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Japan's 'naked men' festival succumbs to population aging |

Arts and Culture

Japan's 'naked men' festival succumbs to population aging

Agence France-Presse, Hiroshi Hiyama -
Japan's 'naked men' festival succumbs to population aging
Men carry lanterns as they walk to a river to cleanse their bodies during the Sominsai Festival at Kokuseki-ji Temple in Oshu, Iwate Prefecture, Japan, on February 17, 2024. The "Sominsai" ritual, widely regarded as one of the strangest festivals in Japan and regularly draws thousands of tourists, became the latest example of this country's aging population crisis that has hit hard rural communities, where many residents have become elderly while young people flock to cities.
AFP / Philip Fong

OSHU, Japan — A steam of sweat rose as hundreds of naked men tussled over a bag of wooden talismans, performing a dramatic end to a thousand-year-old ritual in Japan that took place for the last time.

Their passionate chants of "Jasso, joyasa" (meaning "Evil, be gone") echoed through a cedar forest of the northern Japan's Iwate region, where the secluded Kokuseki Temple has decided to end the popular annual rite.

Organizing the event, which draws hundreds of participants and thousands of tourists every year, has become a heavy burden for the aging local faithful, who find it hard to keep up with the rigors of the ritual.

The "Sominsai" festival, regarded as one of the strangest festivals in Japan, is the latest tradition impacted by the country's aging population crisis that has hit rural communities hard.

"It is very difficult to organize a festival of this scale," said Daigo Fujinami, a resident monk of the temple that opened in 729.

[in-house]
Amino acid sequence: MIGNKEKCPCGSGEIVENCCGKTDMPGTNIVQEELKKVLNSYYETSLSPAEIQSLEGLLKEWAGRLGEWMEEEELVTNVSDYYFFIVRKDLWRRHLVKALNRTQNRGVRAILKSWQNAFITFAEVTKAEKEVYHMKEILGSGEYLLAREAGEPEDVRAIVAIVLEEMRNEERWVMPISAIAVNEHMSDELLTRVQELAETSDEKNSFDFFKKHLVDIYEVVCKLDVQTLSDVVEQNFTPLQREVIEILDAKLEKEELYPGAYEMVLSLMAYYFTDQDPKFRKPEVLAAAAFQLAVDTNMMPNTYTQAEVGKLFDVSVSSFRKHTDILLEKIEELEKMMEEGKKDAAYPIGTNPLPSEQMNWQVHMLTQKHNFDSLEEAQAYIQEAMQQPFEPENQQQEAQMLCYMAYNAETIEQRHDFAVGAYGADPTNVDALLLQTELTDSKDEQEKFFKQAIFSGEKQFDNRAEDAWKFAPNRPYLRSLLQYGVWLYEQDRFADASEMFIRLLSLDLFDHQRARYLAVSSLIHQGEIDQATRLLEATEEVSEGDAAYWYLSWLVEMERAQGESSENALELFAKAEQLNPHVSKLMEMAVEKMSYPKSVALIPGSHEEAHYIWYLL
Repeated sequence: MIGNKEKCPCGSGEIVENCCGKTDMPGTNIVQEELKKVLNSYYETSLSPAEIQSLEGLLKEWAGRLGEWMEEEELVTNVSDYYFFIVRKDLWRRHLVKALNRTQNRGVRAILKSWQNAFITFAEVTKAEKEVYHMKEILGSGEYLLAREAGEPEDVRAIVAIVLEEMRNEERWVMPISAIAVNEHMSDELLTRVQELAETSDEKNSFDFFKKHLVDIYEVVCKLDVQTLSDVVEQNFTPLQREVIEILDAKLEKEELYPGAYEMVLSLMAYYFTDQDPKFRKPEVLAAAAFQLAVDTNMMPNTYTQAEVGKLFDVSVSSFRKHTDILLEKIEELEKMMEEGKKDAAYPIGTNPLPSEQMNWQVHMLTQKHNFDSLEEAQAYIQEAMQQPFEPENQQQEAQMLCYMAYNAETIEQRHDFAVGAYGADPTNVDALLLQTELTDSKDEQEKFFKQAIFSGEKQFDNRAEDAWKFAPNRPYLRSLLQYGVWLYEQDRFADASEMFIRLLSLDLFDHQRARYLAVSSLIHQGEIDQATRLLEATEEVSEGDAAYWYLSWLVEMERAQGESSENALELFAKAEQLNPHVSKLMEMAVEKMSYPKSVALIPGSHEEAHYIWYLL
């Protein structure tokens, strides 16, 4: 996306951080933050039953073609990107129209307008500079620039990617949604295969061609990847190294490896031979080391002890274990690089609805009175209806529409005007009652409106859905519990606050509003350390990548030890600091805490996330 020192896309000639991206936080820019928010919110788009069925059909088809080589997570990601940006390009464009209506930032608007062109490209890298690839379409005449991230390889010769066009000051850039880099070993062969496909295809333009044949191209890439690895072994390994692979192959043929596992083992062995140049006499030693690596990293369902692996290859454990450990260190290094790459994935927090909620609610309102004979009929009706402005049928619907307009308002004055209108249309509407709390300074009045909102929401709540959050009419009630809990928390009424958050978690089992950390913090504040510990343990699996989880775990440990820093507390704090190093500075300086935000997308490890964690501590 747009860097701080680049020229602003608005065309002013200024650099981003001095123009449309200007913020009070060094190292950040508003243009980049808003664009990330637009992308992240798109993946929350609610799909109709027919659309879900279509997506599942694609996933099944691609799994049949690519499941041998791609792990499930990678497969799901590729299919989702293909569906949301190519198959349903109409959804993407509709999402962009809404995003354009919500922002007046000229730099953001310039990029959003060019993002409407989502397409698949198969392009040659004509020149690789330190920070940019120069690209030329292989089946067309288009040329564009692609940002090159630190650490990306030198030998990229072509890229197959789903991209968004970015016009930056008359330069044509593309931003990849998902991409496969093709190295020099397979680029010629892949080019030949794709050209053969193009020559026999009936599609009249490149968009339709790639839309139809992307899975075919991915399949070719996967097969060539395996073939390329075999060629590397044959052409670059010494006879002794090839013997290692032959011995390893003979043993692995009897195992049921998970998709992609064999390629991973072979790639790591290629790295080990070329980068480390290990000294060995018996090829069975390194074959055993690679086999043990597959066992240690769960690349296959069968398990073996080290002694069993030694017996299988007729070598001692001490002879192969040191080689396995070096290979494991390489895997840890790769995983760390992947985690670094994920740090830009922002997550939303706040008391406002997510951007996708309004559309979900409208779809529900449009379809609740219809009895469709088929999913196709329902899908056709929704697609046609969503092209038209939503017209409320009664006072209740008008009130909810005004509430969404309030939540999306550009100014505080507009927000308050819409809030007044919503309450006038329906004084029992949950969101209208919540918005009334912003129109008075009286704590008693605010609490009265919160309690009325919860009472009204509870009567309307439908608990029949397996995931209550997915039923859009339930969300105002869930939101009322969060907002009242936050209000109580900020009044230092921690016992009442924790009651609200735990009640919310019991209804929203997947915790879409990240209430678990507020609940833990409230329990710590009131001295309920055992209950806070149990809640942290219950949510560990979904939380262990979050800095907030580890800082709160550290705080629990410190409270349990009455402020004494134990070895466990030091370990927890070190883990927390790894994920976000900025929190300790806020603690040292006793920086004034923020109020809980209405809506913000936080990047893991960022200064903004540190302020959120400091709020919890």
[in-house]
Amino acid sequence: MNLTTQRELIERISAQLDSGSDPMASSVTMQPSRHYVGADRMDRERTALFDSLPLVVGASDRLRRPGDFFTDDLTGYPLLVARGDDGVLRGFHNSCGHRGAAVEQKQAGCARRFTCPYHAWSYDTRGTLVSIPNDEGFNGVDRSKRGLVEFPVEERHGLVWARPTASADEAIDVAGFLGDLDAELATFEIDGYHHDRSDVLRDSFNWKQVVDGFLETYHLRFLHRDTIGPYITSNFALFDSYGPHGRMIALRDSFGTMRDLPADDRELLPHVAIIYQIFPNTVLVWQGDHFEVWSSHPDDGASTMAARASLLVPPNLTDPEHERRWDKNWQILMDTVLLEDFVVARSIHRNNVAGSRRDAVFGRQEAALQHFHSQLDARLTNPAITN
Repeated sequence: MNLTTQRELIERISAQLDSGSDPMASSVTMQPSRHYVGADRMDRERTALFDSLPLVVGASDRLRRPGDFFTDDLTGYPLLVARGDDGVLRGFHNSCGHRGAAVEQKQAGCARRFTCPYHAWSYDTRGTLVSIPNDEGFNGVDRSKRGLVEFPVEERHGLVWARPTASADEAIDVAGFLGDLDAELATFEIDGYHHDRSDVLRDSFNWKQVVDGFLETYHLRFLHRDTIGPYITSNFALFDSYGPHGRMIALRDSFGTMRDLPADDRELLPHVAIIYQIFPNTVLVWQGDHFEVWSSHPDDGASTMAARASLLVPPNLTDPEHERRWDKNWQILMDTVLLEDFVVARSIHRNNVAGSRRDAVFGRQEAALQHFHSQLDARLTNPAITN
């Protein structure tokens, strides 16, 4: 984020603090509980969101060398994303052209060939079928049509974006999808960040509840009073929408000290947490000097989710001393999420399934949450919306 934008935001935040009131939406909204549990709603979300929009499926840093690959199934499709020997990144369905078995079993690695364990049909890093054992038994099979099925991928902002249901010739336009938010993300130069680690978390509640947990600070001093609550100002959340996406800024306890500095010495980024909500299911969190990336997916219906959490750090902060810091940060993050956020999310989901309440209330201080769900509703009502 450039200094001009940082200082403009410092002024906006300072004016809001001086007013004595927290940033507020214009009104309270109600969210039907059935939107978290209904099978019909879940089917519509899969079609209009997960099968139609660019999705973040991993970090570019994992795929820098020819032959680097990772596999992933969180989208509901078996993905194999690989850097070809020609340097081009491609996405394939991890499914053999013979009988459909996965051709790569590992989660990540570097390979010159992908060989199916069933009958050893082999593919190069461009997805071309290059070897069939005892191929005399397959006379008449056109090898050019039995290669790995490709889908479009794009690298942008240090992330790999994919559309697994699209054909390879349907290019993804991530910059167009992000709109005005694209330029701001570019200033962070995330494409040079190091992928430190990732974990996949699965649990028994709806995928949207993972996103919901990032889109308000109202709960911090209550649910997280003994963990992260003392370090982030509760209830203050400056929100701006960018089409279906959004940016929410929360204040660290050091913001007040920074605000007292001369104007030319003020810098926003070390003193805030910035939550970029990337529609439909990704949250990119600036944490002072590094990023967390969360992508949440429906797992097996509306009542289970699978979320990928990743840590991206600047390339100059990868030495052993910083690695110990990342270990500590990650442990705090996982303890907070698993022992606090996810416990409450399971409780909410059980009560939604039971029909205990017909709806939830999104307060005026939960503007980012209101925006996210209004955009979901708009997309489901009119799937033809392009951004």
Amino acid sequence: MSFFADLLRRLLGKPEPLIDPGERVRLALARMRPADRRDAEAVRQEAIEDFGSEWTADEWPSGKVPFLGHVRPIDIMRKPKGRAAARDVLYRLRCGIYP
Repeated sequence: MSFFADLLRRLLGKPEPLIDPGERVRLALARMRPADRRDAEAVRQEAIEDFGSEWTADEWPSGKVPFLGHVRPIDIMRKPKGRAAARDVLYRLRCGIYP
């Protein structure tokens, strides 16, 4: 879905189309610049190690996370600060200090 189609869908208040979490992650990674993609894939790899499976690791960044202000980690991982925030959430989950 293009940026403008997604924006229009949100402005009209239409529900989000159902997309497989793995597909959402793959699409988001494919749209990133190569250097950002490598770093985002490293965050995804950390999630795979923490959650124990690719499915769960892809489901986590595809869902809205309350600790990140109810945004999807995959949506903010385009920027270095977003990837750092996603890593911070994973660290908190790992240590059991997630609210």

"You can see what happened today — so many people are here and it's all exciting. But behind the scenes, there are many rituals and so much work that have to be done," he said.

"I cannot be blind to the difficult reality."

Aging population

Japan's society has aged more rapidly than most other countries'. The trend has forced countless schools, shops and services to close, particularly in small or rural communities.

Kokuseki Temple's Sominsai festival used to take place from the seventh day of Lunar New Year through to the following morning.

But during the COVID-19 pandemic, it was scaled down to prayer ceremonies and smaller rituals.

The final festival was a shortened version, ending around 11 p.m., but it drew the biggest crowd in recent memory, local residents said.

As the sun set, men in white loincloths came to the mountainous temple, bathed in a creek and marched around the temple's ground.

They clenched their fists against the chill of a winter breeze, all the while chanting "Jasso joyasa."

Some held small cameras to record their experience, while dozens of television crews followed the men through the temple's stone steps and dirt pathways.

As the festival reached its climax, hundreds of men packed inside the wooden temple shouting, chanting and aggressively jostling over a bag of talismans.

Changing norms 

Toshiaki Kikuchi, a local resident who claimed the talismans and who helped organize the festival for years, said he hoped the ritual will return in the future.

"Even under a different format, I hope to maintain this tradition," he said after the festival.

"There are many things that you can appreciate only if you take part."

Many participants and visitors voiced both sadness and understanding about the festival's ending.

"This is the last of this great festival that has lasted 1,000 years. I really wanted to participate in this festival," Yasuo Nishimura, 49, a caregiver from Osaka, told AFP.

Other temples across Japan continue to host similar festivals where men wear loincloths and bathe in freezing water or fight over talismans.

Some festivals are adjusting their rules in line with changing democraphics and social norms so that they can continue to exist — such as letting women take part in previously male-only ceremonies.

From next year, Kokuseki Temple will replace the festival with prayer ceremonies and other ways to continue its spiritual practices.

"Japan is facing a falling birthrate, aging population and lack of young people to continue various things," Nishimura said.

"Perhaps it is difficult to continue the same way as in the past."

RELATED: Japan's 'crying baby sumo' festival returns after pandemic

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